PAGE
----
NVIDIA's GeForce FX 5900 XT

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NVIDIA's GeForce FX 5900 XT - Page 6

eVGA's e-GeForce FX 5900SE
A curiously named GeForce card hits the market

By Robert Maloney
December 15th, 2003

Head-to-Head Performance With Tomb Raider: AOD
Putting the Pixel Shaders to work!

Although Tomb Raider: Angel of Darkness won't be winning any "Game of the Year" awards, it is one of the more advanced DirectX games currently available.  We've recorded a custom demo run of Lara jogging through a indoor garden area of the "Prague3" map. When using the Pixel Shader 2.0 code path, this area of the game utilizes a DOF (depth of field) blurring effect to enhance your sense of depth and size. We ran our custom demo at 1024x768 and at 1600x1200 using both the Pixel Shader 1.4 and 2.0 code paths (with and without 4x anti-aliasing in the PS 2.0 tests).

In our final test, we saw the 5900 SE somehow beating even the 5950 Ultra when AA was disabled, although the scores were very close.  At 1024x768, the 5900 and 5950 Ultra lead the other two cards by almost 33%, and almost doubled their frame rates at 1600x1200.  The 5900 SE is still producing a mostly playable 45.93 frames per second here.  As usual, 4XAA took a big bite out of our benchmarks, putting the 9600 XT on a more footing.  The 5700 Ultra, on the other hand, consistently lagged behind the other cards in all but one test.

Overclocking With The e-GeForce FX 5900SE
Because we just couldn't leave well enough alone

We always like to see how far we can push our hardware.  We were able to get the e-GeForce FX 5900 SE's core up as high as 471MHz and the memory all the way to 844MHz.   That amounted to a 17% increase in the core clock and just over a 20% boost for the memory.  To see how this translates in real-world performance, we ran another Gun Metal test at 1280x1024, and compared this result to our original results.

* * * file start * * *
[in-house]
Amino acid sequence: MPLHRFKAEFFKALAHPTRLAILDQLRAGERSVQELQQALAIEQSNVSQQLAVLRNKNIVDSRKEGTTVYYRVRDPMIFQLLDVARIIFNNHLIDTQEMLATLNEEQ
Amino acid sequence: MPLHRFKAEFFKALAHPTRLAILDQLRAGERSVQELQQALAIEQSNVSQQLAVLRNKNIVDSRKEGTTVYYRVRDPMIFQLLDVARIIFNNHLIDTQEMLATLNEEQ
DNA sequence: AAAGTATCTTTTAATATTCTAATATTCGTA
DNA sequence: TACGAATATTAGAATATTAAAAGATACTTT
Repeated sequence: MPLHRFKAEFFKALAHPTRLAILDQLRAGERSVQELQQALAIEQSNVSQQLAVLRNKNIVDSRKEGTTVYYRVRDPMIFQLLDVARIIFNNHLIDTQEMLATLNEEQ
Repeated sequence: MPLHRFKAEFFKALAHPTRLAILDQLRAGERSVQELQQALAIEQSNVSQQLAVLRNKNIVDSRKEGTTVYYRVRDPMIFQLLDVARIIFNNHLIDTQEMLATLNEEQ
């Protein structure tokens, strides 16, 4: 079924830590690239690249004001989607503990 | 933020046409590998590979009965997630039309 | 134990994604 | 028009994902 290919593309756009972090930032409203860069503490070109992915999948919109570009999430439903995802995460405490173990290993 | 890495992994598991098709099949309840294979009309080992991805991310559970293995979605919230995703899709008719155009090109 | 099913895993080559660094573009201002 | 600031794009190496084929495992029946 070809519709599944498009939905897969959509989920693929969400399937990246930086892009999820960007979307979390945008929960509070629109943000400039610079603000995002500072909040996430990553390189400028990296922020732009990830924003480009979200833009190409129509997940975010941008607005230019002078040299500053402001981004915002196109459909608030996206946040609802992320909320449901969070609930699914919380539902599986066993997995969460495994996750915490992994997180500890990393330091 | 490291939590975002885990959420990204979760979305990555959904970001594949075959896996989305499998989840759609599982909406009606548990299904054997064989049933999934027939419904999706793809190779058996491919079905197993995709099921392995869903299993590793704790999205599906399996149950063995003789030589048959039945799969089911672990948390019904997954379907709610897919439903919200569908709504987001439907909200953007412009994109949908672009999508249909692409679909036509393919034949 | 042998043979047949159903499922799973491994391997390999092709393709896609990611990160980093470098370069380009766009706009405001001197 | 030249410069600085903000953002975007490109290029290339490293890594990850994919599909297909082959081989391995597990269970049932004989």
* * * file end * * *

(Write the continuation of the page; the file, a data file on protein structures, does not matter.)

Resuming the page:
As you can see, the overclocked 5900 SE gave had a much higher frame rate, almost catching the 5950 Ultra.  This shouldn't actually come as a major shock, since the overclocked speeds we achieved were similar to the standard speed of the 5950 Ultra (475/475).  The major point you should be coming away with is that we are getting 5950 Ultra like performance at 5700 Ultra prices.  Not too shabby.


It's hard to figure out NVIDIA's strategy here.  As much as we raved about the 5700 Ultra's price / performance ratio a couple of months back, this card is all that and more.  We consistently got performance that was just off that of a GeForce FX 5950 Ultra, and can overclock the card to similar speeds.  The price however, places this card firmly into the mainstream arena.  In doing so, it makes the relatively new 5700 Ultra all but obsolete, so expect its price to plummet.  Throw in the bundled copy of the excellent Call of Duty, and we're hard pressed to find anything negative to say here at all, save for the naming convention flap and the fact that you can find "standard" 5900's with faster memory for a few dollars more.  Overall though, we were impressed with the eVGA e-Force FX 5900 SE.  This card offers excellent performance and has a great bundle, at an affordable price point - and its just in time for the holidays!  We're giving this card a 9 on the HotHardware Heat Meter...

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Tags:  Nvidia, GeForce, force, fx, XT, id

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